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The Mac Mini Media Center

The Mac Mini Media Center

Having been a massive fan of the AppleTV a number of friends have been pushing me towards the idea of a Mac Mini media server. To date I have fought the idea mostly down to the cost and complexity of such a system in a family living room.

I decided I needed to at very least test the Mac Mini out as a viable media solution before I could really make a decision as to the best system for an age range of users.


Getting Started:
Unfortunately the Mac Mini doesn’t come with an HDMI output as default and I was determined not to need a separate audio amp for sound so I need to work away for both audio and video to connect to the TV.

Thankfully most HD TVs come with a single HDMI input that also accepts an additional input source (generally phono). This means all you need to connect your Mac Mini to a HDTV is an HDMI adaptor, DVI cable and a 3 1/4 inch jack to phono audio cable. I purchased my cables from a large chain only to find I could have saved around ?20 online (see here and here (audio)).

Having all the appropriate hardware and cabling I was ready to set up the home media centre.

Problem 1
Happy I was wiring all the necessary cables I smuggled connected the sound and moved to connecting the HDMI adaptor to my nice new DVI cable. I then tried to connect the Apple adaptor and to my horror it didn’t actually fit. There are two kinds of DVI DVI-I and DVI-D and I had managed to purchase the wrong one. Back to into the car and the correct cable was purchased.

Problem 2
Having arrived home with the appropriate DVI cable I then discovered the Mac Mini despite being new was as dead as a dead thing. Back into the car and a quick swap over to a working unit.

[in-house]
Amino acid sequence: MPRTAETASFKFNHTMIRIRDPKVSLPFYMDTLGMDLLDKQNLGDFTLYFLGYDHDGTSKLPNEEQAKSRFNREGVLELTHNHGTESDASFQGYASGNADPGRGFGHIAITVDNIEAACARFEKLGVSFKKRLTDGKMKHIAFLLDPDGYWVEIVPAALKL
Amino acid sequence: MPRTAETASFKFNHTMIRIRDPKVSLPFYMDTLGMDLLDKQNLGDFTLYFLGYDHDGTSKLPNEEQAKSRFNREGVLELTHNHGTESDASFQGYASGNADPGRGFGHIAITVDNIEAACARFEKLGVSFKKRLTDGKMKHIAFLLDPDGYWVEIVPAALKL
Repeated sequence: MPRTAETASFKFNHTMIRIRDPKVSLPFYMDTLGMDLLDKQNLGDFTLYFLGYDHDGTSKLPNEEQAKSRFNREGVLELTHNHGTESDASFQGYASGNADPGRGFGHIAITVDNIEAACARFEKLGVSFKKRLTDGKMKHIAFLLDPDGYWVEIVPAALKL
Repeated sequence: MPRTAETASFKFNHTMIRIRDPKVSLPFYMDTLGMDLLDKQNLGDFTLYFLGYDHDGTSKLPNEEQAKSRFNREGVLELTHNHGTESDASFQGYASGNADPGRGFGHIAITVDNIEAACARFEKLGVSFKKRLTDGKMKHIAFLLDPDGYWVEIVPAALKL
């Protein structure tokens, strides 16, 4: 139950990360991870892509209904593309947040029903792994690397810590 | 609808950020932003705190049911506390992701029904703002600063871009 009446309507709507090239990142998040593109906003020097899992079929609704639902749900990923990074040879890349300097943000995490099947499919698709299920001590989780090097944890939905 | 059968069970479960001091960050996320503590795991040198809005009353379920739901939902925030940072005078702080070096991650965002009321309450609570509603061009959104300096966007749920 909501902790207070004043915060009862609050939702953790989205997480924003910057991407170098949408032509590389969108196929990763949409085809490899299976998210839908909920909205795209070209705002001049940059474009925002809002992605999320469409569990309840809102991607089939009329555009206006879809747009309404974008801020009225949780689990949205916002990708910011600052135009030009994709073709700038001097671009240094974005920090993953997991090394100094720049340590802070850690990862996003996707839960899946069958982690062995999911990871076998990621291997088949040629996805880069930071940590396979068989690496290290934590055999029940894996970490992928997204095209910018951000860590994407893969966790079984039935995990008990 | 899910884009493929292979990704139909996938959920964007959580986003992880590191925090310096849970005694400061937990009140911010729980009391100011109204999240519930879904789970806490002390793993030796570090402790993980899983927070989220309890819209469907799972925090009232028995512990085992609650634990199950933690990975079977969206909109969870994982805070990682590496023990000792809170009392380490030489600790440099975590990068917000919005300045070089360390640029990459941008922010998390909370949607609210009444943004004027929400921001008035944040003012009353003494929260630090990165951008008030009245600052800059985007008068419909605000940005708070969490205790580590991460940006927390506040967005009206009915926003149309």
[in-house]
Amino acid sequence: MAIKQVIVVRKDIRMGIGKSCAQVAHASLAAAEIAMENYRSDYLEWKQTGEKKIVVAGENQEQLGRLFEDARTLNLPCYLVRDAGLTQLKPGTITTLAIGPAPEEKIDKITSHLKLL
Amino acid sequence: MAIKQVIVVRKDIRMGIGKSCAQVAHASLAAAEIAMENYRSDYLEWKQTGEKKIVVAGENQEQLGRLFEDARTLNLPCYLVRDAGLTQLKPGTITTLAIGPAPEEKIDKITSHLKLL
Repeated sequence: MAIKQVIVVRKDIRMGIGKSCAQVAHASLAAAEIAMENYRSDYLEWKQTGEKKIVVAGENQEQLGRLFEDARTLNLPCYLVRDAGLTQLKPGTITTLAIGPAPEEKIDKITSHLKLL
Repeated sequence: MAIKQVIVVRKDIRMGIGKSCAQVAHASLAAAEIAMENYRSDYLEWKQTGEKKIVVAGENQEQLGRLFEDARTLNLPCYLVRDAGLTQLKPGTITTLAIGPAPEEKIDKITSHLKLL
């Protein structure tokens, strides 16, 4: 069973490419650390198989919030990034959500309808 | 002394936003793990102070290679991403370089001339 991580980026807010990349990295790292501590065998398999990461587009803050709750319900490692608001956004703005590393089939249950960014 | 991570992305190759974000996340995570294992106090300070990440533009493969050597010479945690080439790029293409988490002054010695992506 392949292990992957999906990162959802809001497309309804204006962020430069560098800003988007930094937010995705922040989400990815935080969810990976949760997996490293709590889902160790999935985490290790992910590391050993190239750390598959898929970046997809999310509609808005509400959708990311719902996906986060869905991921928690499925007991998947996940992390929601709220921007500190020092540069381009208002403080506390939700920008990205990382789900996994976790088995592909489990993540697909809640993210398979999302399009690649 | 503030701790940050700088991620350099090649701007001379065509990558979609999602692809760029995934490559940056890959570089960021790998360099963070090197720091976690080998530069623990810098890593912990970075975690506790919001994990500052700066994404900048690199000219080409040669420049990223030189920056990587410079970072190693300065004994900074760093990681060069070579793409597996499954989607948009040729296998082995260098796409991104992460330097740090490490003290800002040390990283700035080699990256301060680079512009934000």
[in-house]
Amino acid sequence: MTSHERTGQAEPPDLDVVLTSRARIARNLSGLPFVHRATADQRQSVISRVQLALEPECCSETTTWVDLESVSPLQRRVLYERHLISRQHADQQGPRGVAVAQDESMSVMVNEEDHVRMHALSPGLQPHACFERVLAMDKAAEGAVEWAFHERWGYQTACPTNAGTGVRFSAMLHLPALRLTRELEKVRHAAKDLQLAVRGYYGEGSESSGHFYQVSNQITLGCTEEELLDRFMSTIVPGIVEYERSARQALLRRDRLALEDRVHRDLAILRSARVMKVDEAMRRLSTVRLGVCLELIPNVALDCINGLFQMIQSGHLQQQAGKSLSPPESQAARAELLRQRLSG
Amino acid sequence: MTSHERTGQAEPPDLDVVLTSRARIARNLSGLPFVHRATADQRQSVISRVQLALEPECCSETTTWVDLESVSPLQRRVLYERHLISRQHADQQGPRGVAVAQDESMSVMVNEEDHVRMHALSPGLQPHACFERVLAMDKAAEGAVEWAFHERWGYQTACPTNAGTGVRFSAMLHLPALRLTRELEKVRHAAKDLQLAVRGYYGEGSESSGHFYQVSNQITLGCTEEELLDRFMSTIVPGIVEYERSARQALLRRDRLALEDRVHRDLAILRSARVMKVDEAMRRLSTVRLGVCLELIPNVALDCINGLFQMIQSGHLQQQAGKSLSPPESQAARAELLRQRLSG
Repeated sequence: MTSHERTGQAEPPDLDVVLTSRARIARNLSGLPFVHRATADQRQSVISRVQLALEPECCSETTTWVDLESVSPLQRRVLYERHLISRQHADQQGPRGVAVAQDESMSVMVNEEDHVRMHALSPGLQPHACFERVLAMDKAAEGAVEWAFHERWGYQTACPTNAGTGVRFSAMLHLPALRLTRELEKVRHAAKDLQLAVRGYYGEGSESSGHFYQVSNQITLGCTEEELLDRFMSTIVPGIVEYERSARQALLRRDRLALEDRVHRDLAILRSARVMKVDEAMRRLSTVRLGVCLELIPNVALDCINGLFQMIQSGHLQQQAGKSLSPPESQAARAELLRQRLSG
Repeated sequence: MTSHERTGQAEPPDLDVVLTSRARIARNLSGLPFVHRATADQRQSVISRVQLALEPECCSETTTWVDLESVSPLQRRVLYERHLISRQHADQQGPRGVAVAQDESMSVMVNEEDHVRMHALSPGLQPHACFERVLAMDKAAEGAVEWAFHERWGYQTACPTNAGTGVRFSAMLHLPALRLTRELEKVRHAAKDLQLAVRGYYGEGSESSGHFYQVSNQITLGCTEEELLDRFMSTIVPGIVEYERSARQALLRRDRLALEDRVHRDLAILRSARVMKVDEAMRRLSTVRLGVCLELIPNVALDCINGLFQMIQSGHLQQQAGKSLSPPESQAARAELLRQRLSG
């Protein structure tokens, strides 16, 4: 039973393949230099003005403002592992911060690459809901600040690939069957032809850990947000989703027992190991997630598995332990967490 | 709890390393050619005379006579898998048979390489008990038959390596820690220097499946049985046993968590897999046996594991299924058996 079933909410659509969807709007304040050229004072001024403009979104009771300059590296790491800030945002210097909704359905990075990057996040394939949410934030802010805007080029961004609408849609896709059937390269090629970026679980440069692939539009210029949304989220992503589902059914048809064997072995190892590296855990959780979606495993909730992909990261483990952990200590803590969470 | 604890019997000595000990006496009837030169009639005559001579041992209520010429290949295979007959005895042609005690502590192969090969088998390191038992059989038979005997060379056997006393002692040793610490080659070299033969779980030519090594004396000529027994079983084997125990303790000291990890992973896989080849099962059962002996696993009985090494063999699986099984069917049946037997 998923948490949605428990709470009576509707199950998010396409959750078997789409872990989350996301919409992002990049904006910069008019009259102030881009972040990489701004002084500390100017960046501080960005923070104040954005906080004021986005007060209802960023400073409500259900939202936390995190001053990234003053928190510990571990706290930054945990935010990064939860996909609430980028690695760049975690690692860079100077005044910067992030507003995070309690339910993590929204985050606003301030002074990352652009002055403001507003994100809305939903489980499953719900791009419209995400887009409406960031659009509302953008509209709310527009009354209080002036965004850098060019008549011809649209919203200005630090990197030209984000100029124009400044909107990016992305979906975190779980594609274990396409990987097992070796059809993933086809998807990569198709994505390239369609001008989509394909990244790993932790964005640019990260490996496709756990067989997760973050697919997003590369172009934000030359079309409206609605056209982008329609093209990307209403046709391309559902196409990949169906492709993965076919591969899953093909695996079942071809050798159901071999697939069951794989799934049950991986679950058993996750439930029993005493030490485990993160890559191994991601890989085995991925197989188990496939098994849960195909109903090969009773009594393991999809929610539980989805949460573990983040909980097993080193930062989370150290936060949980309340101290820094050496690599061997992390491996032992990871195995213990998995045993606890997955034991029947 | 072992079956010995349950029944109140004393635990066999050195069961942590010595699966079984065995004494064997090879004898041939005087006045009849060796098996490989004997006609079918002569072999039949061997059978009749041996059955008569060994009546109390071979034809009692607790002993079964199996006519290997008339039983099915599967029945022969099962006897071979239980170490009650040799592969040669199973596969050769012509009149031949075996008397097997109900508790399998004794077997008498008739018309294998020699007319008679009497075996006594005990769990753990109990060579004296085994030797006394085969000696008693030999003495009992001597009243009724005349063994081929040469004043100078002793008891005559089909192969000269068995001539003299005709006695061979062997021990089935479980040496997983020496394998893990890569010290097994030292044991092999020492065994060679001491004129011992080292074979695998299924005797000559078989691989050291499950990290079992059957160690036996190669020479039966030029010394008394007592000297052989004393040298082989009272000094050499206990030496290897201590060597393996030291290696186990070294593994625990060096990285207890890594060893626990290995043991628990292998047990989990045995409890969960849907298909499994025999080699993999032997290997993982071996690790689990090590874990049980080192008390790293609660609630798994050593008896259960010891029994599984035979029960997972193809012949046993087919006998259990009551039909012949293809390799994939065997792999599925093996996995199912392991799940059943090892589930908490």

Finally, I was up and running and finding my way through the initial Mac Mini setup. As my TV supports 1080i and not 1080p I had to adjust the screen viewing dimensions in Settings. Once set the picture was really quite stunning.

This test system is going to use a mix of mostly EyeTV (for live and recorded TV) as well as the brilliant Plex for the remainder of my media.

Plex-EyeTVEyeTV is perfect for the home media TV solution. The full screen menus are easy to navigate and the EMG supplied my TVTV makes recording and watching TV effortless.

The second application is Plex. Plex was born from the old Xbox Media Center application that many users ran on their first generation Xbox consoles. Plex is a visually stunning media front end with a host of powerful plugins that make it a serious consideration for any Mac Mini media system.


Plex does everything you would expect from a media center, music, photo, film and tv management and better still it uses the likes of IMDB to pull DVD covers and backgrounds.

Simply point Plex at your Movies Folder and it will “scrape” the various details in the background. It can take a while for Plex to index your entire library but once it does the visual results are spectacular.

I did have a few issues with mismatches, when this happens Plex does give the opportunity to refresh the content presenting a list of possible films.

TV works the same way although I have found that my TV recordings are not saved in a format that Plex particularly likes. When I say format I don’t mean video filetype but naming convention.